Over the centuries, the Maremma has seen the best and the worst times:  it has, infact, been defended, defeated, conquered, divided, subjugated, exploited, abandoned, rediscovered, and finally healed and refurbished. The territory, moreover, was for a long time covered by vast coastal marshes with swamps and rivers without levees which flooded the earth covered by Mediterranean shrubland.  This caused serious poverty, as the lack of arable land led to small harvests, and open pasture land was practically nonexistent.  In addition, the inhabitants had to deal with malaria, which carried away hundreds of thousands to their deaths.


Thus, a majority of the people emigrated in the hope of finding a better future.  In practice, the region was almost totally abandoned.  The destiny of the Maremma started to recover only in the middle of the 18th century, when Grand Duke Leopold II of Lorraine (who himself died of malaria) began a process of land reclamation which was completed only under the fascist regime of Mussolini in the middle of the last century.

History has profoundly affected the region, which remains rugged and wild, giving rise to inhabitants who are edgy, proud, and independent, endowed with great courage, sense of duty, and undeniable charm.

Therefore, when I was presented with the opportunity of participating in a photography course organized by a true “Maremmano”, I could not resist.  I also liked the contrast between the region’s severity and harshness and the prospect of seeing one of my favourite things:  wild orchids.  Towards March/April the fields  of our azienda agricola host several varieties, but I was particularly  interested in seeing an orchid which does not grow in our area.




And so, one beautiful Sunday morning in mid-May we left at five o’clock in order to arrive in time for our meeting at eight o’clock sharp.  The trip was calm and relaxing, the weather soft and mild; and to see the rising sun while walking to one’s destination is always a spectacle that leaves me speechless.

The group of professional and amateur photographers was close-knit, maybe because they already knew one another, maybe because they had already spent the previous day taking photos together, followed by an evening together enjoying tasty Maremma dishes (possibly accompanied by a good glass of some local wine).  We had to arrange care for our dog and cat, therefore overnighting in the Maremma was out of the question. The head of our group, an expert photographer who knows the area well, made us drive about fifteen minutes to stop at a certain point and scour the land near the guardrail. It went without fail, because there we quickly found our first orchids; small, insignificant, and light years away from what we usually think of as orchids. Our expert (in fact, there were two), nevertheless, went into explanations regarding the peculiarities of the plantlings, the spotted leaves of one of them, another whose flowers resembled the abdomen of an insect, and the difficulties of finding and identifying them.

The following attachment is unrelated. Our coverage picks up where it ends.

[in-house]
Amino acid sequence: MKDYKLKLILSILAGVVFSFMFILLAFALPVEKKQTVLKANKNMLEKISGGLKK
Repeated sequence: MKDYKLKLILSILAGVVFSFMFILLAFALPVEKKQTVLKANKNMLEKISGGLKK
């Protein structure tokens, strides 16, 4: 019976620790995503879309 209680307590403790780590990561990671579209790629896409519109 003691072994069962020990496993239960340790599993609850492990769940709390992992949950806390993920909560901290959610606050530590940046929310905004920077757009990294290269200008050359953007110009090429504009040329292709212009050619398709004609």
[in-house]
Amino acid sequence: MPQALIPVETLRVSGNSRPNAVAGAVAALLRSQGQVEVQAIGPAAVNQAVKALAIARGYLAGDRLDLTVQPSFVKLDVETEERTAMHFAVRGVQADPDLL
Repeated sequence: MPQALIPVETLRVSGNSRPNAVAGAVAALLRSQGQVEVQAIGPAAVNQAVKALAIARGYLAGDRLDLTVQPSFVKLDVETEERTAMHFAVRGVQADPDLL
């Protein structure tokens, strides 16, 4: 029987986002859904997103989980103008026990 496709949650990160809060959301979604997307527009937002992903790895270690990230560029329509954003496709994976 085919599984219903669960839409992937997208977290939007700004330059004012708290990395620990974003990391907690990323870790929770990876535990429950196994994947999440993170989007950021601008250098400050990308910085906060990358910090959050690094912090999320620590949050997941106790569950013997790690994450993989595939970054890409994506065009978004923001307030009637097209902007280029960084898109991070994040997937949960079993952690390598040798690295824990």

After everyone had taken photos of these first varieties, the two leaders took us to a hill about five or six kilometers away. The improvised car park afforded a lovely panoramic view, but our destination was on the opposite side of the road. A meadow filled with a huge variety of flowers, almost all pink.  Incredible! I have never seen such a thing in my life. There, although hampered by a strong breeze, we could indulge ourselves:  orchids as far as the eye could see, all there for good-willed photographers who had hope that the wind would cease at least for long enough to take a few shots.  Personally, I found what I was looking for:  the purple or major orchid (Orchis purpurea) which, windy or not, completely satisfied my expectations.





After an hour and hundreds of photos, our itinerary carried us towards a village where we bought provisions for a sack lunch. A few more kilometers brought us to our final destination:  a forest where we enjoyed our lavish meal.  The reason we finished in these woods were two varieties of orchid that are difficult to recognize as such.  One white, slender, and concealed in the undergrowth; the other, often in groups, brown, barely more than dried herbs to a normal human (my apologies to the organizers). Even photographing them with special lenses did not make them more spectacular. Alas.

By now it was late afternoon.  The photographers wanted to make a few shots of “reptiles”:  a lizard, a millipede, a rat snake, a viper.  Not for me, thank you.  Now that I think about it, perhaps a green lizard:  innocuous and with spectacular emerald colour, but that afternoon no such specimens appeared.